Government Web Sites May Be Willingly or Unintentionally Sharing DataSeveral of the federal government's own sites do not measure up to its own standards, according to reports issued this month by the General Accounting Office, the investigative arm of Congress.
"Together these reports paint a picture that shows that the Privacy Act of 1974 needs to be updated for the Internet age," said Ari Schwartz, policy analyst at the Center for Democracy and Technology, Washington.
Although federal agencies are required by the Office of Management and Budget to post privacy policies, the GAO found that 15 percent of federal Web sites lacked them.
Among the federal privacy policies posted and surveyed by the GAO, only 3 percent had in place the four fair information practice principles of notification, choice, access and security.
Also, 23 of 70 federal agencies included in a GAO report on Internet privacy were found to share information with third parties.
While most stated that the third parties were other government agencies, four said they share data with nongovernment entities, violating the Privacy Act of 1974, which prohibits government agencies from sharing taxpayer information.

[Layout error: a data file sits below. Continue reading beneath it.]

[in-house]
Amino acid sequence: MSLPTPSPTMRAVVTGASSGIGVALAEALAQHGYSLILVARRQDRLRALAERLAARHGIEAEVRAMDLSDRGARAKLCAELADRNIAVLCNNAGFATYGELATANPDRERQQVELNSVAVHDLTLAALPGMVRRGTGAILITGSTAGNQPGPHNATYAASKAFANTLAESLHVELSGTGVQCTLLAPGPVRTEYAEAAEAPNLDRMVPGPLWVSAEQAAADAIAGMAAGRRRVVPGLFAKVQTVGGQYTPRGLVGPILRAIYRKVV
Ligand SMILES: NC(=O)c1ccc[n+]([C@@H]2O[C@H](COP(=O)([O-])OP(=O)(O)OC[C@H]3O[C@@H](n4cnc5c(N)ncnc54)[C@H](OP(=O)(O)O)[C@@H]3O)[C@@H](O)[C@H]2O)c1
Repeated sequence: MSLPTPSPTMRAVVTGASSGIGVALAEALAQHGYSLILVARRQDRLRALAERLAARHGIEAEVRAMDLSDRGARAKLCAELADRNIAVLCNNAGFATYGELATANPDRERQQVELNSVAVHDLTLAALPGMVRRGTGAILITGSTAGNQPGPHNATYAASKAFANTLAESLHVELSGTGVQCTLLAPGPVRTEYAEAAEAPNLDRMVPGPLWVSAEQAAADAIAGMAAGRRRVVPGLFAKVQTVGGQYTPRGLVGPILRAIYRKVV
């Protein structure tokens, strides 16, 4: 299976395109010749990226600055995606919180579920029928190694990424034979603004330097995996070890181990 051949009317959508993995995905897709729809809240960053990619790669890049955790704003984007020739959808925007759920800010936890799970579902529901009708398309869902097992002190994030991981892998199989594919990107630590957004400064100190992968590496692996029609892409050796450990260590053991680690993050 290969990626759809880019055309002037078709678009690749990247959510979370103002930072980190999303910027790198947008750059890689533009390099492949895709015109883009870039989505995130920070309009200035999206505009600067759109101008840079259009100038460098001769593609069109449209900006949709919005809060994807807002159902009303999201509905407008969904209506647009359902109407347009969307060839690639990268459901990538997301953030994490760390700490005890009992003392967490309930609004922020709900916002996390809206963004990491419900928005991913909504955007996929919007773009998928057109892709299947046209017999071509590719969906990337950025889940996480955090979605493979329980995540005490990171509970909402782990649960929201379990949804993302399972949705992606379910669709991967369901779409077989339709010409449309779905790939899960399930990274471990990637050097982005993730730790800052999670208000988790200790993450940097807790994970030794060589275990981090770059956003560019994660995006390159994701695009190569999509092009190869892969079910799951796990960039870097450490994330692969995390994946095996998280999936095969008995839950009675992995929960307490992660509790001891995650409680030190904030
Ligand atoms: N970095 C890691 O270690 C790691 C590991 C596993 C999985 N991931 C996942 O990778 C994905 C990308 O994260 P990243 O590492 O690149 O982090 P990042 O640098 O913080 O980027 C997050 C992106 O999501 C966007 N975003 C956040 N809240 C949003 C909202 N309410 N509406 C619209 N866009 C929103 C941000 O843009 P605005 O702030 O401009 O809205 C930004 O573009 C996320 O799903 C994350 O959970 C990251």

Meanwhile, according to a separate GAO report on information security, the Web sites of the 24 largest federal agencies were analyzed and "had significant information security weaknesses."
Of the 24 agencies, seven, including the departments of Labor and Health and Human Services, were given failing grades.
Congressional investigators were able to gain unauthorized access to government sites' data in almost every instance, the report said.
"I think there is more that needs to be done to protect privacy in the federal government, but I certainly don't think that lets the private sector off the hook," said Marc Rotenberg, executive director at the Electronic Privacy Information Center, Washington. "We welcome efforts to strengthen privacy protection across the federal government, but we also believe that more needs to be done in the private sector."
In May, the Federal Trade Commission issued a report based on its review of popular consumer Web sites. It found that only 20 percent of the sites had implemented fair information practices.
In the report, the FTC recommended legislation that would require commercial Web sites to implement principles such as notifying consumers about what information is collected and how it will be used; provide the option of choosing whether information can be shared with third parties; give access to review collected data; and ensure security of that information.